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The Implied Warranty in Commercial Leases

The is a split among jurisdictions as to whether implied warranties apply to commercial tenancies.

Many courts have declined to extend the implied warranty of habitability to commercial leases.  The rationales given include that the housing code which in many court decisions form part of the basis for finding an implied warranty do not apply to commercial leases, commercial tenants have more bargaining power than residential leases, and the expectations of a commercial tenant vary from a residential tenant.

At common law the tenant’s obligation to pay rent was independent of any covenants made by the landlord.[1] In finding an implied warranty in residential leases courts moved away from the common law rule that covenants were independent and adopted the view that lease covenants are depending, as in contract law.[2] In other words, the tenant’s obligation to pay rent may be abated by the landlord’s failure to comply with an implied warranty of habitability, contrary to common law rules of independent covenants.

The common law rule that paying rent is an independent covenant still has application. For instance, courts still apply this rule to commercial leases, or if the landlord’s breach of an express covenant does not relate to habitability. [3]

Some courts have found an implied warranty of fitness for intended use or suitability in commercial leases.  Courts have reasoned that services such as air-conditioning, elevators, heat, light, and cleanings might be vital to the operation of a business and therefore the provision of these services by the landlord could be reasonably assumed to have been within the intent of the parties.  Also, small businesspersons should not be expected to discover or hire expects to discover code violations of latent defects.

Although some courts have declined to find an implied warranty in commercial leases, others have found such a warranty.

A significant number of commentators have recognized the similarities between residential and commercial tenants and concluded that residential warranties should be expanded to cover commercial property.[4] It cannot be assumed that a commercial tenant is more knowledgeable about the quality of the structure than a residential tenant…. Additionally, because commercial tenants often enter into short-term leases, the tenants have limited economic incentive to make any extensive repairs to their premises. Consequently, commercial tenants generally rely on their landlords’ greater abilities to inspect and repair the premises. In light of the many similarities between residential and commercial tenants and the modern trend towards increased consumer protection, a number of courts have indicated a willingness to apply residential property warranties to commercial tenancy situations.[5]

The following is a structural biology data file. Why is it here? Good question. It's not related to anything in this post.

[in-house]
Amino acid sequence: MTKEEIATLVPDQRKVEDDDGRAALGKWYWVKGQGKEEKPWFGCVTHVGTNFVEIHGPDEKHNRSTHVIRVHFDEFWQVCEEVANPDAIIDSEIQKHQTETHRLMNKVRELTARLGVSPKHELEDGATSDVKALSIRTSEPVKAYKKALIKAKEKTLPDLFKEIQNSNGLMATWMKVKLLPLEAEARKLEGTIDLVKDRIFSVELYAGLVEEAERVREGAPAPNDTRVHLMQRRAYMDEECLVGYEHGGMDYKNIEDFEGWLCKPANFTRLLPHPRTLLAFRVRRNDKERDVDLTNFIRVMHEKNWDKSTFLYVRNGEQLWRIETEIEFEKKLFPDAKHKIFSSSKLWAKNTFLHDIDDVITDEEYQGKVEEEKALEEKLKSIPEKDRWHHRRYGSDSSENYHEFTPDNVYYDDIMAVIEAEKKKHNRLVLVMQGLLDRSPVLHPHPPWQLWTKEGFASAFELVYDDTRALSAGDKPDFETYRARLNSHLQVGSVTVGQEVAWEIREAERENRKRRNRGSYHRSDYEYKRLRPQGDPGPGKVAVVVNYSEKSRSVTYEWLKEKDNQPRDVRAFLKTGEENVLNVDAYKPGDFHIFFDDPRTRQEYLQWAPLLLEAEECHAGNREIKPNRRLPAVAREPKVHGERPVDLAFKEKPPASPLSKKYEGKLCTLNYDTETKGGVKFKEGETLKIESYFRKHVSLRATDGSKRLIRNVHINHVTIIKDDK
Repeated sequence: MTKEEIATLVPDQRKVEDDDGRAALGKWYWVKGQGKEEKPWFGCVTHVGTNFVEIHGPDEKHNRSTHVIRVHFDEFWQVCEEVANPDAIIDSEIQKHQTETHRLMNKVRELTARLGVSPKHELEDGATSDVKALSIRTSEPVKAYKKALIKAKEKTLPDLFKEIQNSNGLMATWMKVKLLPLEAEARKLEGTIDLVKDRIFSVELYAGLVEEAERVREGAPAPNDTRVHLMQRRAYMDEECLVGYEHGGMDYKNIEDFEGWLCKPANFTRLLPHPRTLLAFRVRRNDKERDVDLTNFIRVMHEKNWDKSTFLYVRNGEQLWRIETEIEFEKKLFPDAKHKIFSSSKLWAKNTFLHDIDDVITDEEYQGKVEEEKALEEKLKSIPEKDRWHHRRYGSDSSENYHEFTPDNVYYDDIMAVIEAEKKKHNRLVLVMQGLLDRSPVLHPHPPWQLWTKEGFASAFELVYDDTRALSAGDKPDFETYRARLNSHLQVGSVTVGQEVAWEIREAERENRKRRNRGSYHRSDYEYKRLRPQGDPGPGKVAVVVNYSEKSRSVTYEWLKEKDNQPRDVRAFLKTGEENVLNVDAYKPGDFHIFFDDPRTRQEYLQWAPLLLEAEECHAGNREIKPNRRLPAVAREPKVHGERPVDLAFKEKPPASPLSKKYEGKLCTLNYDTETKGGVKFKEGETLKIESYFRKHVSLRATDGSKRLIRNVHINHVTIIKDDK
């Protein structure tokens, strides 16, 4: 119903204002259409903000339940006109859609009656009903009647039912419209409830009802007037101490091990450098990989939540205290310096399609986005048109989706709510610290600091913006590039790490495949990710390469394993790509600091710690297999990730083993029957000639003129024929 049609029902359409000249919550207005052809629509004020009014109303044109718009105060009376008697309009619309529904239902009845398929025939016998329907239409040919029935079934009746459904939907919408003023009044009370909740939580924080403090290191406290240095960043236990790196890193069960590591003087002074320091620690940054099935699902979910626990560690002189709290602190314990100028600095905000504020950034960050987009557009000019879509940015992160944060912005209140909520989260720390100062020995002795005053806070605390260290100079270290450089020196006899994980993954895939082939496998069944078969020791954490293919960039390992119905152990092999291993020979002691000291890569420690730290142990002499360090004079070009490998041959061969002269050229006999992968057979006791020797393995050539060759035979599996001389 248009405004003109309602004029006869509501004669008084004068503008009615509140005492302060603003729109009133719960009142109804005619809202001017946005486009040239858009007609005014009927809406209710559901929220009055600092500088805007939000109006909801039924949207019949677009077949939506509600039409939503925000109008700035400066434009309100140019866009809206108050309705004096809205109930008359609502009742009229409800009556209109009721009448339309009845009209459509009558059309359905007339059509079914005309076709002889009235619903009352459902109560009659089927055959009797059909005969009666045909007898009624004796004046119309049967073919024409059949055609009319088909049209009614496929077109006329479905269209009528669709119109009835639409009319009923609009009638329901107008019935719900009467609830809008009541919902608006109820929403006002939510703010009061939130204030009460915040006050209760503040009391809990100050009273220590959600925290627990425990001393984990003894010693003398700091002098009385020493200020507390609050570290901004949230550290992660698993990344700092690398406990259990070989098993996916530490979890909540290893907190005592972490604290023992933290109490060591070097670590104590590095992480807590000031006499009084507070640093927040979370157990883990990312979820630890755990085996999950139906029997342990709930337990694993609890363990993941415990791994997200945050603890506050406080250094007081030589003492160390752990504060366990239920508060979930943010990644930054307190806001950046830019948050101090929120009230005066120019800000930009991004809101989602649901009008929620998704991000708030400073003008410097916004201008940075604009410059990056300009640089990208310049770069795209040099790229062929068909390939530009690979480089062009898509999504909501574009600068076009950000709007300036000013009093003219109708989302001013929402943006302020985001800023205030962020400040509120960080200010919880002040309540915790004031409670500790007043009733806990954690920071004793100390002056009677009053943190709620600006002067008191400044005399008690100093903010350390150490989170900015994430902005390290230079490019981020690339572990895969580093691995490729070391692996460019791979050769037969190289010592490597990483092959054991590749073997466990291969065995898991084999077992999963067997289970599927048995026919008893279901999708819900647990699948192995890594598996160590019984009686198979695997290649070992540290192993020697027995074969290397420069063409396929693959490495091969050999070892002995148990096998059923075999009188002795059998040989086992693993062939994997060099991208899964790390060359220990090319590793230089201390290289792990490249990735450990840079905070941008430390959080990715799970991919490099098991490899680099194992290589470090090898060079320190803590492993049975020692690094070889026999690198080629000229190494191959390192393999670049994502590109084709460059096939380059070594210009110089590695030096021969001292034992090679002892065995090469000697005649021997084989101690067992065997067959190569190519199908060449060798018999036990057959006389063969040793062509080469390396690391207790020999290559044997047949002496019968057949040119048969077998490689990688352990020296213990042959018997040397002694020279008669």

There is no valid reason to imply a warranty of habitability in residential leases and not in commercial leases.

Davidow v. Inwood North Professional Group-Pahse I, 1988.TX.40286 http://www.versuslaw.com; 747 S.W.2d 373, 31 Tex. Sup. J. 247  (1988).


[1] See our Short History of Landlord-Tenant Law.

[2] See, for example, Javins v. First Nat. Realty Corp., 428 F.2d 1071 (1970).

[3] See Schonshinski, American Law of Landlord and Tenant §3:29 and cases cited.

[4] Davidow v. Inwood North Professional Group-Pahse I, 1988.TX.40286 http://www.versuslaw.com; 747 S.W.2d 373, 31 Tex. Sup. J. 247  (1988), citing Chused, Contemporary Dilemmas of the Javins Defense: A Note on the Need for Procedural Reform in Landlord-Tenant Law, 67 Geo. L.J. 1385, 1389 (1979); Greenfield & Margolies, An Implied Warranty of Fitness in Nonresidential Leases, 45 Albany L. Rev. 855 (1981); Levinson & Silver, Do Commercial Property Tenants Possess Warranties of Habitability ?, 14 Real Estate L.J. 59 (1985); Note, Landlord-Tenant — Should a Warranty of Fitness be Implied in Commercial Leases ?, 13 Rutgers L.J. 91 (1981); see also Restatement (Second) of Property ? 5.1 at 176 (1977).

[5] Id. citing See Four Seas Investment Corp. v. International Hotel Tenants’ Association, 81 Cal.App.3d 604, 146 Cal.Rptr. 531, 535 (1978); Golden v. Conway, 55 Cal.App.3d 948, 128 Cal.Rptr. 69, 78 (1976); Vermes v. American District Telegraph Co., 312 Minn. 33, 251 N.W.2d 101, 105 (1977); Hodgson v. Chin, 168 N.J. Super. 549, 403 A.2d 942, 945 (App. Div. 1979); Demirci v. Burns, 124 N.J. Super. 274, 306 A.2d 468, 469 (App. Div. 1973); Westrich v. McBride, 204 N.J. Super. 550, 499 A.2d 546, 548-49 (Law Div. 1984); 40 Associates, Inc. v. Katz, 112 Misc.2d 215, 446 N.Y.S.2d 844, 845 (Civ.Ct. 1981); Teodori v. Werner, 490 Pa. 58, 415 A.2d 31, 34 (1980); Olson v. Scholes, 17 Wash. App. 383, 563 P.2d 1275, 1281 (1977); see also Klatman v. Barnett, 458 So.2d 806, 807 (Fla.Dist.Ct.App. 1984) (Glickstein, J., concurring); McArdle v. Courson, 82 Ill.App.3d 123, 402 N.E.2d 292, 297, 37 Ill. Dec. 402 (1980) (Craven, J., dissenting).

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